Elegy Camille SAINT-SAËNS (1835-1921)
Carnival of the Animals XIII. The Swan [3:13] AntonínDVOŘÁK (1841-1904)
Silent Woods Op.68, No.5 [6:08] Ernest BLOCH (1885-1977)
From Jewish Life: No.1 Prayer [4:52] Max BRUCH (1838-1920)
Kol Nidrei Op.47 [10:58] Pyotr Ilyich TCHAIKOVSKY (1840-1893)
Nocturne in C sharp minor Op.19/4 [4:02] Jules MASSENET (1842-1912)
Élégie [2:39] Jacques OFFENBACH (1819-1880)
Les larmes de Jacqueline [7:58] Gabriel FAURÉ (1845-1924)
Élégie in C minor Op.24 [6:43] Pablo CASALS (1876-1973)
Song of the birds [3:49]
Harriet Krijgh (cello)
Deutsche Staatsphilharmonie Rheinland-Pfalz/Gustavo Gimeno
rec. Ludwigshafen Philharmonie, 2014 CAPRICCIO C5222 [50:29]
Harriet Krijgh, now in her mid-twenties, is another gifted young cellist endeavouring to make an impression in an already overcrowded market, but with the committed support of the Capriccio recording label.
This disc, entitled “Elegy”, is her fourth for Capriccio and comes with a bonus DVD that charts her musical development and extols her virtues as an artist. Her choice of repertoire is essentially a compilation of nine well-known contemplative and meditative tunes. One is probably therefore to presume that she and her recording company believe this to be a particular strength in her musical armoury. Conductor Gustavo Gimeno, at the helm has the task of accompanying, and he is like her, still a young and developing performer.
Krijgh is unquestionably a dedicated and disciplined young artist; her performances are fluent, with a beautiful tone, singing cantabile, considered use of rubato and vibrato, and command of almost every other device one could usefully employ on a stringed instrument. However, the ingredient I most yearn for in this case is the maturity of understanding that is required to illuminate the essence of the programme she has chosen.
The disc begins with a somewhat fussy performance of Saint-Saëns’ Swan, and although it is presented with appropriate polish, the music is not allowed to flow effortlessly enough to capture the true elegance of the swan. The cellist's evident determination to make an impact could easily be misconstrued as wilfulness, one that needlessly detracts from her musical purpose. Dvorak’s Silent Woods and Ernest Bloch’s Prayer suffer much the same fate, with the music not allowed to speak freely, or indeed idiomatically enough.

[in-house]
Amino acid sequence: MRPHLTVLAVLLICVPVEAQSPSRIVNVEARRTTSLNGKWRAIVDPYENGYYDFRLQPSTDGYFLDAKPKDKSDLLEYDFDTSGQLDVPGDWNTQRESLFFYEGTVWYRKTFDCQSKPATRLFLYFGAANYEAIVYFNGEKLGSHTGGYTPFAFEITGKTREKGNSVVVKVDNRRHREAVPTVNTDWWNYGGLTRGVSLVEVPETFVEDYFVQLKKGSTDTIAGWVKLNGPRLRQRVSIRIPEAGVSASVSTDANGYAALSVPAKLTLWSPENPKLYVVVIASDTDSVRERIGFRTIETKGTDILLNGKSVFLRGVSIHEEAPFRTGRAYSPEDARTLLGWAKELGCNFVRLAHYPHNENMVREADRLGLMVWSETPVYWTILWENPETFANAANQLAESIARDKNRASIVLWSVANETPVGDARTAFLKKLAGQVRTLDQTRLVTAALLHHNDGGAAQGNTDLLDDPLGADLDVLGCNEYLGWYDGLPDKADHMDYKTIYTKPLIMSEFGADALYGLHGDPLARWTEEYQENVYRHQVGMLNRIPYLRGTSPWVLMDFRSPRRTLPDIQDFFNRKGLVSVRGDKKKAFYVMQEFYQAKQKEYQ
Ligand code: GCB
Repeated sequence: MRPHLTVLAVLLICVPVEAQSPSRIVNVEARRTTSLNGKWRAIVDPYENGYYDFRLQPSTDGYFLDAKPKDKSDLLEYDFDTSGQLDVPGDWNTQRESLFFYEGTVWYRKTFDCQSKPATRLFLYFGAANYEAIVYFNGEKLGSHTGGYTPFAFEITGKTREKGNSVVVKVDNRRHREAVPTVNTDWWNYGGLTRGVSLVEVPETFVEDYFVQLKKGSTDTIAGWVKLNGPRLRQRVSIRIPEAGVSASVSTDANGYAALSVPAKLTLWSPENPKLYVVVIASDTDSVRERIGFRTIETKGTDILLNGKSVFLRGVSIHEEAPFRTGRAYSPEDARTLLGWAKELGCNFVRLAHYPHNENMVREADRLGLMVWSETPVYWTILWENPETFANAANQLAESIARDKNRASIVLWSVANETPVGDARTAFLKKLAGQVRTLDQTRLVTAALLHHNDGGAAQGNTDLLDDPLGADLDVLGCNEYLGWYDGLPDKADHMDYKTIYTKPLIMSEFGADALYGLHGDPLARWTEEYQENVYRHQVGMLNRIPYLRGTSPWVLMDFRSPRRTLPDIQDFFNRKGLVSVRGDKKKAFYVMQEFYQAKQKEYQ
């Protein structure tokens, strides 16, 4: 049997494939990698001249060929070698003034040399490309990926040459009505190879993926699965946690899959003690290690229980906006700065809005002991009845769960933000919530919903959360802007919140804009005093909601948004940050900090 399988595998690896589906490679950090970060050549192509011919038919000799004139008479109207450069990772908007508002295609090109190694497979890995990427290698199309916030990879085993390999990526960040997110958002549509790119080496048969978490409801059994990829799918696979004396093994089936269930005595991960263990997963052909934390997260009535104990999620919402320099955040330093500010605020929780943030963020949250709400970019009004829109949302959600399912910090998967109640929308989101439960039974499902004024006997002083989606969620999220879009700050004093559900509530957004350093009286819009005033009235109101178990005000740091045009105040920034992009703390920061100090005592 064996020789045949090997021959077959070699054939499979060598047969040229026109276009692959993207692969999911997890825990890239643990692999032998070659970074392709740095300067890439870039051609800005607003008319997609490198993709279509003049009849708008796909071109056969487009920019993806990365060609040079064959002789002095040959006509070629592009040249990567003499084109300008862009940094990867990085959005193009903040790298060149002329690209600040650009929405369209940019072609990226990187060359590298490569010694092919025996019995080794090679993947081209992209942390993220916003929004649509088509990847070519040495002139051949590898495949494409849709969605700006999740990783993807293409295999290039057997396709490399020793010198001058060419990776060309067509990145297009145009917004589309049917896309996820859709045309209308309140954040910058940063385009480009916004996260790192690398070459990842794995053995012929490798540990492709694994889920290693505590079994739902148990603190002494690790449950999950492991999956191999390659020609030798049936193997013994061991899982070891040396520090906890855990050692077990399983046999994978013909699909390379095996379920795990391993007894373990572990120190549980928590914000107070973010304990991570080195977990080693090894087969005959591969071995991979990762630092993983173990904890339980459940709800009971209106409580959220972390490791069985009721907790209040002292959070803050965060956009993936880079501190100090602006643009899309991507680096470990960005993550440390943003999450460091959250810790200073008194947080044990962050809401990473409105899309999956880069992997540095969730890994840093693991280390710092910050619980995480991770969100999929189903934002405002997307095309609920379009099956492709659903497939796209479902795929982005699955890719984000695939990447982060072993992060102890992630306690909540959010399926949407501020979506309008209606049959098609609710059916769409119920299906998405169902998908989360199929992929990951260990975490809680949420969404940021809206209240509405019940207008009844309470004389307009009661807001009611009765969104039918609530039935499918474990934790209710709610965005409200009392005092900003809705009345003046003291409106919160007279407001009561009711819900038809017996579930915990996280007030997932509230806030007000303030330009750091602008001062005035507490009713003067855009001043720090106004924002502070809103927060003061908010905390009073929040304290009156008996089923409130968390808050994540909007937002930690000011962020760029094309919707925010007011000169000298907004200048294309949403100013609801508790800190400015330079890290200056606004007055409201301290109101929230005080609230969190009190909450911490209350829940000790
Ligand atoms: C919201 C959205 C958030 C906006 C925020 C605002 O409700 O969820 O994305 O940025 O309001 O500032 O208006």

Bruch’s Kol Nidrei, the longest work on the disc, along with Tchaikovsky’s Nocturne and Fauré’s Elegy are especially well-known concert pieces for the cello and these performances inevitably invite comparison with those of some of the legendary musicians of the past. She holds her own, but I have every confidence that she will return to these works many more times during the course of her career. This recording will prove to have been a mere springboard. Offenbach provides a useful diversion from the mainstream. A few more pieces off the beaten track, of which there is an almost inexhaustible supply, would have been especially welcome.
Composers are not necessarily always the best interpreters of their own music, but no live or recorded performance of Casals’ Song of the Birds has in my opinion ever matched or indeed come close to matching the depth of emotion of his own performance at the United Nations in 1971, a few days before his 94th birthday. To do justice to Casals’ lifelong commitment to global peace and also his yearning for Catalonian statehood in a composition of just under four minutes’ duration is a tall order. On this occasion I was unable to hear the birds calling out in the name of peace.
The recorded balance favours the solo cello unduly. Allowing the orchestra a better-integrated and more committed contribution might well have resulted in an even more gratifying musical experience.
With greater maturity and experience Harriet Krijgh will undoubtedly refine her substantial musical resources, and also learn how most effectively to utilise them in the service of the music. I look forward to hearing more from her in the future.